Today's New York Times carried an article about DVR fast forwarding containing numbers that surprised even me:
It turns out that a lot of people with digital video recorders are not fast-forwarding and time-shifting as much as advertisers feared. According to new data released yesterday by the Nielsen Company, people who own digital video recorders, or DVRs, still watch, on average, two-thirds of the ads.
Only 1/3 of DVR owners skip the ads? Are there a lot of DVR owners that don't know how to use the remote?
Digging deeper into the article, the 1/3 number is actually an average across all TV viewing by DVR owners, including an interesting stat: average DVR owners watch 50% of their TV live. When you take out the live TV numbers, the 1/3 that skip ads jumps to 60 percent which still feels low.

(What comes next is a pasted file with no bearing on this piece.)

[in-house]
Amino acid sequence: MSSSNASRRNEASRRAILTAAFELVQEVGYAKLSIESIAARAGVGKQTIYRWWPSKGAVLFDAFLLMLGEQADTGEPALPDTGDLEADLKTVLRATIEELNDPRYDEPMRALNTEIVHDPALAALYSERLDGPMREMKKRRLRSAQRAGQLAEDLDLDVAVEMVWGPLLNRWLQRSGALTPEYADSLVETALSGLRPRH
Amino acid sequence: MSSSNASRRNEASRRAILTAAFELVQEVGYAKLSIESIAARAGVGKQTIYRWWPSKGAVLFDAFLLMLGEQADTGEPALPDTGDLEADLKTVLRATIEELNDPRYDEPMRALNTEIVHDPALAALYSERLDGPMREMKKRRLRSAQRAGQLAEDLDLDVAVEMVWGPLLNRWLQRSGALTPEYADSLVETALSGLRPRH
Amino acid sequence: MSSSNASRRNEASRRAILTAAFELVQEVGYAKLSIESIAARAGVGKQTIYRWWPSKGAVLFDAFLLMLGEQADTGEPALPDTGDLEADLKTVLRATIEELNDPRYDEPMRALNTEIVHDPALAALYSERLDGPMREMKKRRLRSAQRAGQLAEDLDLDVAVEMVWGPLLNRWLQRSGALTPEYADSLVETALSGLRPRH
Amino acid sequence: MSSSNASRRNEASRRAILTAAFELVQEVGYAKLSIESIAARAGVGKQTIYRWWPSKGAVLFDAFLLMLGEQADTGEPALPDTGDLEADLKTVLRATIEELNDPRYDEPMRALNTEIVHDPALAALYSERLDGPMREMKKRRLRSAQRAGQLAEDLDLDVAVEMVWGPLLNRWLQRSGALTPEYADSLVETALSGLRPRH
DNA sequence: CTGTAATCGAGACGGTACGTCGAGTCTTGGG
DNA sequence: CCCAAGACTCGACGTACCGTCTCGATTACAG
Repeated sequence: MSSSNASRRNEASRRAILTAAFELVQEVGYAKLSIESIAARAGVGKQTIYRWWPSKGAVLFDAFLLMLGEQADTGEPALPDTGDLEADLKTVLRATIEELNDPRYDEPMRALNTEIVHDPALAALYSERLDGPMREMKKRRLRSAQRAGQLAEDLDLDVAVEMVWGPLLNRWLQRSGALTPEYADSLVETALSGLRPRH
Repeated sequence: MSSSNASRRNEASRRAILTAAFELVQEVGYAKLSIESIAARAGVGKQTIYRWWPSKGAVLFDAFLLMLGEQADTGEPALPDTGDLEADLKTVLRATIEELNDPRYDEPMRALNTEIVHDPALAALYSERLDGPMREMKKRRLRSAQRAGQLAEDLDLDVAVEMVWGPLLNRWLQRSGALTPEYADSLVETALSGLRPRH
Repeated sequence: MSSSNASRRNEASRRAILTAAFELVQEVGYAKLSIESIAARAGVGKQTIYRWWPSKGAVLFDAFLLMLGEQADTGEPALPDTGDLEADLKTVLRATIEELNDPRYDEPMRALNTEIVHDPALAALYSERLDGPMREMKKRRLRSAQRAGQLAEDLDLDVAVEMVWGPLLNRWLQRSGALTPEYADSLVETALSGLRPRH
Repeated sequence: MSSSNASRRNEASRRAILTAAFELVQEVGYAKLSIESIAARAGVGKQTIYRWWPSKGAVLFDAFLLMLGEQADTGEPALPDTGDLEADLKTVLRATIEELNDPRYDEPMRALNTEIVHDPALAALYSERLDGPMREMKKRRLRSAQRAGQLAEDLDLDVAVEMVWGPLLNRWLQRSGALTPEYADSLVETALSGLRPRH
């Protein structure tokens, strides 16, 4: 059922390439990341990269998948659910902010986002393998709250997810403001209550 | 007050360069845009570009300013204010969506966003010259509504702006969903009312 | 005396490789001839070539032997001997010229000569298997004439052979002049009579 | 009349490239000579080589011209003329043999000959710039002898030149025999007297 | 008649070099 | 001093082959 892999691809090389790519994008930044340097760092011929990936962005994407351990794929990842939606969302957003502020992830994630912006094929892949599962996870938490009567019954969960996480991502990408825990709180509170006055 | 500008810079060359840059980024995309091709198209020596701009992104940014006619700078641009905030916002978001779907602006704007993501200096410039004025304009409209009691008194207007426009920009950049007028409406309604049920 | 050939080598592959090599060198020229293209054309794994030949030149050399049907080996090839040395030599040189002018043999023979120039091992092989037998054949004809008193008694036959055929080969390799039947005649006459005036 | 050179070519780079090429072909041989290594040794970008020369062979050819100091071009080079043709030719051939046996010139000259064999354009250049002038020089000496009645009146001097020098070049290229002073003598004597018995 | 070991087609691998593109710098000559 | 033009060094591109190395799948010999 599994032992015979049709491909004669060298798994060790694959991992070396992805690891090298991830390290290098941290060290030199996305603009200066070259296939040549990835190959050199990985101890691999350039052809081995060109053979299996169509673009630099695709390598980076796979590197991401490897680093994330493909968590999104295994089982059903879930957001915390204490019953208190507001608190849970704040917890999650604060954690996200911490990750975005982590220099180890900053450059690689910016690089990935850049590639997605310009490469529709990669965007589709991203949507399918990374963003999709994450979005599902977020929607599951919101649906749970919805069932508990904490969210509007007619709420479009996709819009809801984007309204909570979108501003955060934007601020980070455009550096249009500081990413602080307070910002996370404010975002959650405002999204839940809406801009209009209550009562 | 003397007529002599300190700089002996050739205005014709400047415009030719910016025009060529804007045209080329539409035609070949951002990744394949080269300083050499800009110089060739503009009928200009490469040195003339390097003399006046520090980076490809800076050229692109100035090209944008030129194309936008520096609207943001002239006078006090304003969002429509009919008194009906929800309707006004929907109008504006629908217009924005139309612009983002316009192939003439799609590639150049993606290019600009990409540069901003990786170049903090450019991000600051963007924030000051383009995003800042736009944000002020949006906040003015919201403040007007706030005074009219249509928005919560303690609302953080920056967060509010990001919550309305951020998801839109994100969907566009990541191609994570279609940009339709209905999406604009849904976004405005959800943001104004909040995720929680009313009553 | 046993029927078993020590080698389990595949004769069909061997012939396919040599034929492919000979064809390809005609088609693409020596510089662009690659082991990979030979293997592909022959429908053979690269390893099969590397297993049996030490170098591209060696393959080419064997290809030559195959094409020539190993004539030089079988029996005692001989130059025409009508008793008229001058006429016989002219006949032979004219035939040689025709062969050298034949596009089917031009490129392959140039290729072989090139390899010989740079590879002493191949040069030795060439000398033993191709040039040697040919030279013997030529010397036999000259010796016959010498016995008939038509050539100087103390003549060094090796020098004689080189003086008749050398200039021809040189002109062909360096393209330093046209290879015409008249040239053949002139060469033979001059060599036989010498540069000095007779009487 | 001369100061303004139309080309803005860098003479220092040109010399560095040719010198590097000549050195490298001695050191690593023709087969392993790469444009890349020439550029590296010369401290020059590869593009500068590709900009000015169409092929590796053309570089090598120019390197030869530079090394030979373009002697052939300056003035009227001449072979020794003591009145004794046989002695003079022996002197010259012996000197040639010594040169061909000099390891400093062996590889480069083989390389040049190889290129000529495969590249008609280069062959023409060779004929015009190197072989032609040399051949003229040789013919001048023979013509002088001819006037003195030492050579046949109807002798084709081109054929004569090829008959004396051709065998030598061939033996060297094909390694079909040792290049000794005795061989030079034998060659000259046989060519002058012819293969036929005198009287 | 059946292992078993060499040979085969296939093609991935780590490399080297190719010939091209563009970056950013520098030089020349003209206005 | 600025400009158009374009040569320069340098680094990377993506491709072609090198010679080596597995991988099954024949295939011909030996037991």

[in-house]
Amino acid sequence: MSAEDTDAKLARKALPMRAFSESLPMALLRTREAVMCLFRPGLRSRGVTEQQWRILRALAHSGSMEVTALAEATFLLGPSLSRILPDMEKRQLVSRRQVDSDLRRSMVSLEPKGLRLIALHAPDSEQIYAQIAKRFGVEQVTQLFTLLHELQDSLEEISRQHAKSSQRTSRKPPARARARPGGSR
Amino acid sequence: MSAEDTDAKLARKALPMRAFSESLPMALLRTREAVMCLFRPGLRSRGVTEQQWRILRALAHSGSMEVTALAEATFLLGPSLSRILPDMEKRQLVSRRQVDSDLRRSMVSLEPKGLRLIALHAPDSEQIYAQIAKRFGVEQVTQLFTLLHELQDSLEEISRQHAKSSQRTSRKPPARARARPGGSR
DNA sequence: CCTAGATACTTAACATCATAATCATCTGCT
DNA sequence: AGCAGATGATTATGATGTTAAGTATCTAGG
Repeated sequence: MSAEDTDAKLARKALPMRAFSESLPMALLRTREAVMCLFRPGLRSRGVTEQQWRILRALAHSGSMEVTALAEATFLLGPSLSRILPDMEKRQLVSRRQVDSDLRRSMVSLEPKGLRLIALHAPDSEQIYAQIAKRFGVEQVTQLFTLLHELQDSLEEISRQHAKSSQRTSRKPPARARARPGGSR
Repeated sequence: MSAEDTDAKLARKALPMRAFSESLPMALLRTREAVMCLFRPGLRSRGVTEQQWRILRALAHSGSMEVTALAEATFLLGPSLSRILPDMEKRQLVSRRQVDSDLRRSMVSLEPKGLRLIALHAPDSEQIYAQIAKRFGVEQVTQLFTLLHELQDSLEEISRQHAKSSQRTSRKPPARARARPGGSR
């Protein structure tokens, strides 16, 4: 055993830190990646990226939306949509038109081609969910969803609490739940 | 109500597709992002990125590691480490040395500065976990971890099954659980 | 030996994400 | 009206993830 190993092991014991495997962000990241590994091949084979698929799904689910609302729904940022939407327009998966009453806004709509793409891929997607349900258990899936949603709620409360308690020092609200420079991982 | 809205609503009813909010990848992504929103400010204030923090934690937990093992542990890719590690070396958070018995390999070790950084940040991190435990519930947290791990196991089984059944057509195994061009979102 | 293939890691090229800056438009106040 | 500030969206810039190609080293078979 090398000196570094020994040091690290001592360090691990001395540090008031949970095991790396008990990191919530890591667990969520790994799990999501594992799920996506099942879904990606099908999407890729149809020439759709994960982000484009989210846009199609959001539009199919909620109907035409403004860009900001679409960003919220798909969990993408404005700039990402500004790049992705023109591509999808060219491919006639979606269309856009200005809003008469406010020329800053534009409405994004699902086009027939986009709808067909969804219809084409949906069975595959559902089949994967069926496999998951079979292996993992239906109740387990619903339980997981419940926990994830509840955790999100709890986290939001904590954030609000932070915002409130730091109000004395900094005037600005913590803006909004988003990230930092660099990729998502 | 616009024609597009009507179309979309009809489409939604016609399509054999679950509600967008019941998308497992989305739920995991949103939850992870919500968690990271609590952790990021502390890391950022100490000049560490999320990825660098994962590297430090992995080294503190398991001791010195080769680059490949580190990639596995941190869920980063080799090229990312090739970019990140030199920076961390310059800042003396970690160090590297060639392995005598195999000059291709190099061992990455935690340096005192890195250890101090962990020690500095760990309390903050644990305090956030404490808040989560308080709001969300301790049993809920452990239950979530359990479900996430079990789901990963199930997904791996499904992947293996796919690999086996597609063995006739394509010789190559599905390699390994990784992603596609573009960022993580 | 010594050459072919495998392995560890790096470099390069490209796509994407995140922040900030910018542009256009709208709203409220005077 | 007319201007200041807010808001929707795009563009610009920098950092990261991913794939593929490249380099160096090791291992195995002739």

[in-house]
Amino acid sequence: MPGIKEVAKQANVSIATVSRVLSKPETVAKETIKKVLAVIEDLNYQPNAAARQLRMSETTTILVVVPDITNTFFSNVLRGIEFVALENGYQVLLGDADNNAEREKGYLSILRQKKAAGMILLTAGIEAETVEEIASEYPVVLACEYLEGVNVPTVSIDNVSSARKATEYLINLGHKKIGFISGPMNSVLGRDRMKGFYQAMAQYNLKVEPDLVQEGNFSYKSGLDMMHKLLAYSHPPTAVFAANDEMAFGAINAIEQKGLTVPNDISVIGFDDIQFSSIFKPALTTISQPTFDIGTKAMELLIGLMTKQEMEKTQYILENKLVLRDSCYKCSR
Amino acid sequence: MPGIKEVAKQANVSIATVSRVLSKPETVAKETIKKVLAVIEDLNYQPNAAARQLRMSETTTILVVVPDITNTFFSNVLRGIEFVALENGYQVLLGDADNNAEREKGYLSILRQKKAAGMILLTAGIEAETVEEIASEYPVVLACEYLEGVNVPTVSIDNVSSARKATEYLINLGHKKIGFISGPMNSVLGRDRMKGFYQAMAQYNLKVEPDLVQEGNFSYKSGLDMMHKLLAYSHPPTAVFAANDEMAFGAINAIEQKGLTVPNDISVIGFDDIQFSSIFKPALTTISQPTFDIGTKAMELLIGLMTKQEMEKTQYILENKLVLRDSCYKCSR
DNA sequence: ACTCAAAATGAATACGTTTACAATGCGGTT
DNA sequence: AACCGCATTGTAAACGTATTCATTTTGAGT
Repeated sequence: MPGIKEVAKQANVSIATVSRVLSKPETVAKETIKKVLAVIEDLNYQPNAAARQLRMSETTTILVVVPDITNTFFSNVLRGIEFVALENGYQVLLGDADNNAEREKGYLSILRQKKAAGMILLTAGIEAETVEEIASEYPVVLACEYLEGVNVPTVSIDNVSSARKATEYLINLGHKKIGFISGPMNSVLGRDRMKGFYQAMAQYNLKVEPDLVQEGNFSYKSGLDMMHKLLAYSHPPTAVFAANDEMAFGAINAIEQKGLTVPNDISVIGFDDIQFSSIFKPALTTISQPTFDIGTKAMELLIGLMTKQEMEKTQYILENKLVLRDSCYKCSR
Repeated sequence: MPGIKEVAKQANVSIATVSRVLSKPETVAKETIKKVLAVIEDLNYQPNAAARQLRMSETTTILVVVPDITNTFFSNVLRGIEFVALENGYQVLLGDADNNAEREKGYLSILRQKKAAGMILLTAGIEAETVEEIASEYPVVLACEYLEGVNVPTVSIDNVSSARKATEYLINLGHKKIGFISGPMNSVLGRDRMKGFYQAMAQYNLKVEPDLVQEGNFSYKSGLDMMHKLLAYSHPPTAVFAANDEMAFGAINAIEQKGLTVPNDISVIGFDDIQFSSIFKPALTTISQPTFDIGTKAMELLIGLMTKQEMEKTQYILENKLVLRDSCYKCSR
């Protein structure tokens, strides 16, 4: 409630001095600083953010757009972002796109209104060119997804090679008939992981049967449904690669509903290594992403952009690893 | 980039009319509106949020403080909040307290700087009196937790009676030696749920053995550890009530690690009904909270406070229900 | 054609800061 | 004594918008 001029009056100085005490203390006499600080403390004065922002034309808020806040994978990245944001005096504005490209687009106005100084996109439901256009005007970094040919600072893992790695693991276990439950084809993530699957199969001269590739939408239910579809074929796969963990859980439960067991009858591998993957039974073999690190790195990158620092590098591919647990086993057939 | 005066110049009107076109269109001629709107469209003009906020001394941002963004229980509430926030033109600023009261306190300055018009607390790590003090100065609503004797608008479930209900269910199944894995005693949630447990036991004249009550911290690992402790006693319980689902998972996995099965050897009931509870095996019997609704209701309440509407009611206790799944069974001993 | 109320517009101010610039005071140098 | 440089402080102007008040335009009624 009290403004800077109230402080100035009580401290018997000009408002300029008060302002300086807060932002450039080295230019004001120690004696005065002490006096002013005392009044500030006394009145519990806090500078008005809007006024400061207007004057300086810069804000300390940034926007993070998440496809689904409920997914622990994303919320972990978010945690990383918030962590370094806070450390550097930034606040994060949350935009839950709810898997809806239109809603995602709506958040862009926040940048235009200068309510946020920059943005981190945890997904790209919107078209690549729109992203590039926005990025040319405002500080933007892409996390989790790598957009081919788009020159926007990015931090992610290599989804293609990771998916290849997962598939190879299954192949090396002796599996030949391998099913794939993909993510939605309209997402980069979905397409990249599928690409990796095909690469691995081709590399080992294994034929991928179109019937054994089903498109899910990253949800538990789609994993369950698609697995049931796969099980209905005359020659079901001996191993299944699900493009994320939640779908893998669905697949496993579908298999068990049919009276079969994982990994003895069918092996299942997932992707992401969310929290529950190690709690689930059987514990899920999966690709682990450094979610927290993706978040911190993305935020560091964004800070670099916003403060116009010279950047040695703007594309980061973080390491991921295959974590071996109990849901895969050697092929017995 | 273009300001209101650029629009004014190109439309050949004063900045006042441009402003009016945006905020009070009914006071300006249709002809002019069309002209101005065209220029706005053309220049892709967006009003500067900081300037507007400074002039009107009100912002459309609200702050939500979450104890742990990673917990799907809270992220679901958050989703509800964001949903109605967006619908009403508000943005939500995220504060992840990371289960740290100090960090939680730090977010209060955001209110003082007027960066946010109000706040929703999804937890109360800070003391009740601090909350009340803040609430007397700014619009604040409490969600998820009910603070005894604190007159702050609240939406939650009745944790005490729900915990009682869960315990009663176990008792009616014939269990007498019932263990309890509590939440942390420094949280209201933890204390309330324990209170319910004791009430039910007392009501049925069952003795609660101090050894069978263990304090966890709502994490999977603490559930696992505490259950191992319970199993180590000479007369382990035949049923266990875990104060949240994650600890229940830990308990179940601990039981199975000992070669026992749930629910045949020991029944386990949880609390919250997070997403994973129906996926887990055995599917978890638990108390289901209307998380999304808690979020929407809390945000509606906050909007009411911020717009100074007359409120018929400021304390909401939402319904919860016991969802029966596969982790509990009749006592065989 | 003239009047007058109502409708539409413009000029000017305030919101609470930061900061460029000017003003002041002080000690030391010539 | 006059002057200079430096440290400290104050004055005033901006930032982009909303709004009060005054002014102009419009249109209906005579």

They don't mention if the owner pool is strictly TiVo, strictly cable-company DVRs, or a mixture of both, but I would bet that among DVR owners that paid for their hardware (like TiVo owners), the number that watch commercials is lower than average. If someone loves TV (and/or hates ads) enough that they plunk down $300+ dollars for a TiVo box, chances are, they're not going to waste their investment watching ads, whereas I bet most people with cable company DVRs are watching a lot of live TV, and might not get the hang of the remote/UI provided with generic TV recorders.
Personally, I might watch 1 in 10 or 1 in 20 commercials that go by, if something catches my eye, and I've found that friends and family with DVRs follow similar patterns, so these Neilsen numbers published in the NYT today seem a bit optimistic.